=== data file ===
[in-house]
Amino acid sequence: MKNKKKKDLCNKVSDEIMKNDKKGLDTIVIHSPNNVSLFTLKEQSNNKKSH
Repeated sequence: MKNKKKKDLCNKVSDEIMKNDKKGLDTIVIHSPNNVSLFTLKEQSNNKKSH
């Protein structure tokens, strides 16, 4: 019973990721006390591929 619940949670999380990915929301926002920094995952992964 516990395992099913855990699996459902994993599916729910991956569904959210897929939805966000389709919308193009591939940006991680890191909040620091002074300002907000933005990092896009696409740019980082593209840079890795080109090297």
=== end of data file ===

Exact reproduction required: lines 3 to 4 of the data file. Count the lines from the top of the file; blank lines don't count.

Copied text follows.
Repeated sequence: MKNKKKKDLCNKVSDEIMKNDKKGLDTIVIHSPNNVSLFTLKEQSNNKKSH
């Protein structure tokens, strides 16, 4: 019973990721006390591929 619940949670999380990915929301926002920094995952992964 516990395992099913855990699996459902994993599916729910991956569904959210897929939805966000389709919308193009591939940006991680890191909040620091002074300002907000933005990092896009696409740019980082593209840079890795080109090297």